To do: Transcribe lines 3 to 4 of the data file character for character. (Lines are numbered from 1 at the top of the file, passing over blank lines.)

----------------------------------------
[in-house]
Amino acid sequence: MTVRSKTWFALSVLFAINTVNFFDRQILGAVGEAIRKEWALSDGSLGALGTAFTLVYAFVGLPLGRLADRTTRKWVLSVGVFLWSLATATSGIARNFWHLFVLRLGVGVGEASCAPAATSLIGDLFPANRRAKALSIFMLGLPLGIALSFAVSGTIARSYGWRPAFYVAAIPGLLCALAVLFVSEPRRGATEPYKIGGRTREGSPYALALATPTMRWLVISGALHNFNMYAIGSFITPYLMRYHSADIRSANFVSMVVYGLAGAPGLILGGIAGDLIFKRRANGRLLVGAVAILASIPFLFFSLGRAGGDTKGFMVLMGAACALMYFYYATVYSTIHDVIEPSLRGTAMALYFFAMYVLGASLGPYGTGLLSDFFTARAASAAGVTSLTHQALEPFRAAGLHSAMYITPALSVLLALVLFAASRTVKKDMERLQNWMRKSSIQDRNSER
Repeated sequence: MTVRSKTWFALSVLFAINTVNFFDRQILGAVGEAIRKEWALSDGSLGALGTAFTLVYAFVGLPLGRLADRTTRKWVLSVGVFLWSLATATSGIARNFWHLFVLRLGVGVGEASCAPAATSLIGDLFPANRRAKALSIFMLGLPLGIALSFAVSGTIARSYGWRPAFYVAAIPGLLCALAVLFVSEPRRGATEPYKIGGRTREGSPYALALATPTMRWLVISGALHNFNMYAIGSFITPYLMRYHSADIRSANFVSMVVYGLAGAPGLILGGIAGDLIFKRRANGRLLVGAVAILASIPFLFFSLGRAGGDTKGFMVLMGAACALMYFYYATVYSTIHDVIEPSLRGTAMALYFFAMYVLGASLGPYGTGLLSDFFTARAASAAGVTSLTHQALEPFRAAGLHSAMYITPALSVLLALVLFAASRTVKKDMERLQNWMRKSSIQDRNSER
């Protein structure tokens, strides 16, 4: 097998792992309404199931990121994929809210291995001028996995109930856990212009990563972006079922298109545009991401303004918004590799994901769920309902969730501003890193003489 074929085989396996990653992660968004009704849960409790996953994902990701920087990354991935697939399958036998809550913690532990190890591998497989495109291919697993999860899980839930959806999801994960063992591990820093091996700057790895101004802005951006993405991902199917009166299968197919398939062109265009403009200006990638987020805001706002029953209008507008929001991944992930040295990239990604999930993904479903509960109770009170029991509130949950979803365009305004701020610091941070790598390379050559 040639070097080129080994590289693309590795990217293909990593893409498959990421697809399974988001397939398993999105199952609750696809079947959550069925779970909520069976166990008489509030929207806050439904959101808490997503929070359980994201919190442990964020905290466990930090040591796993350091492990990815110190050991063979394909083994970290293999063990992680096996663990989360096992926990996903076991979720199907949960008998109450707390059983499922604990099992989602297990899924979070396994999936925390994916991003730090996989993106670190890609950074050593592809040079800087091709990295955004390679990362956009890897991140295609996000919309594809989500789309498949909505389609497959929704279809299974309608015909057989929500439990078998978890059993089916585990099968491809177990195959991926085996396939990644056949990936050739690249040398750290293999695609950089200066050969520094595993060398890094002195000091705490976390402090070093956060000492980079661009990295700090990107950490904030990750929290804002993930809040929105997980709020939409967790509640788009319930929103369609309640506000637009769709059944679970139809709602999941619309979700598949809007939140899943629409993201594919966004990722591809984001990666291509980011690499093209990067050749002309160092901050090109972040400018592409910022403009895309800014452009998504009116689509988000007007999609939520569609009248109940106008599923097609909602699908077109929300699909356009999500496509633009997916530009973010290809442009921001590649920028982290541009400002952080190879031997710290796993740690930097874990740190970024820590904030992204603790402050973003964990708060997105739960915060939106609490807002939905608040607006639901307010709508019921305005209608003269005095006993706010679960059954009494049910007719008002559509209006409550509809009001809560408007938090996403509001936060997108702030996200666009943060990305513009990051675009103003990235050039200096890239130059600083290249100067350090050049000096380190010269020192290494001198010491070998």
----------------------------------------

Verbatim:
Repeated sequence: MTVRSKTWFALSVLFAINTVNFFDRQILGAVGEAIRKEWALSDGSLGALGTAFTLVYAFVGLPLGRLADRTTRKWVLSVGVFLWSLATATSGIARNFWHLFVLRLGVGVGEASCAPAATSLIGDLFPANRRAKALSIFMLGLPLGIALSFAVSGTIARSYGWRPAFYVAAIPGLLCALAVLFVSEPRRGATEPYKIGGRTREGSPYALALATPTMRWLVISGALHNFNMYAIGSFITPYLMRYHSADIRSANFVSMVVYGLAGAPGLILGGIAGDLIFKRRANGRLLVGAVAILASIPFLFFSLGRAGGDTKGFMVLMGAACALMYFYYATVYSTIHDVIEPSLRGTAMALYFFAMYVLGASLGPYGTGLLSDFFTARAASAAGVTSLTHQALEPFRAAGLHSAMYITPALSVLLALVLFAASRTVKKDMERLQNWMRKSSIQDRNSER
């Protein structure tokens, strides 16, 4: 097998792992309404199931990121994929809210291995001028996995109930856990212009990563972006079922298109545009991401303004918004590799994901769920309902969730501003890193003489 074929085989396996990653992660968004009704849960409790996953994902990701920087990354991935697939399958036998809550913690532990190890591998497989495109291919697993999860899980839930959806999801994960063992591990820093091996700057790895101004802005951006993405991902199917009166299968197919398939062109265009403009200006990638987020805001706002029953209008507008929001991944992930040295990239990604999930993904479903509960109770009170029991509130949950979803365009305004701020610091941070790598390379050559 040639070097080129080994590289693309590795990217293909990593893409498959990421697809399974988001397939398993999105199952609750696809079947959550069925779970909520069976166990008489509030929207806050439904959101808490997503929070359980994201919190442990964020905290466990930090040591796993350091492990990815110190050991063979394909083994970290293999063990992680096996663990989360096992926990996903076991979720199907949960008998109450707390059983499922604990099992989602297990899924979070396994999936925390994916991003730090996989993106670190890609950074050593592809040079800087091709990295955004390679990362956009890897991140295609996000919309594809989500789309498949909505389609497959929704279809299974309608015909057989929500439990078998978890059993089916585990099968491809177990195959991926085996396939990644056949990936050739690249040398750290293999695609950089200066050969520094595993060398890094002195000091705490976390402090070093956060000492980079661009990295700090990107950490904030990750929290804002993930809040929105997980709020939409967790509640788009319930929103369609309640506000637009769709059944679970139809709602999941619309979700598949809007939140899943629409993201594919966004990722591809984001990666291509980011690499093209990067050749002309160092901050090109972040400018592409910022403009895309800014452009998504009116689509988000007007999609939520569609009248109940106008599923097609909602699908077109929300699909356009999500496509633009997916530009973010290809442009921001590649920028982290541009400002952080190879031997710290796993740690930097874990740190970024820590904030992204603790402050973003964990708060997105739960915060939106609490807002939905608040607006639901307010709508019921305005209608003269005095006993706010679960059954009494049910007719008002559509209006409550509809009001809560408007938090996403509001936060997108702030996200666009943060990305513009990051675009103003990235050039200096890239130059600083290249100067350090050049000096380190010269020192290494001198010491070998």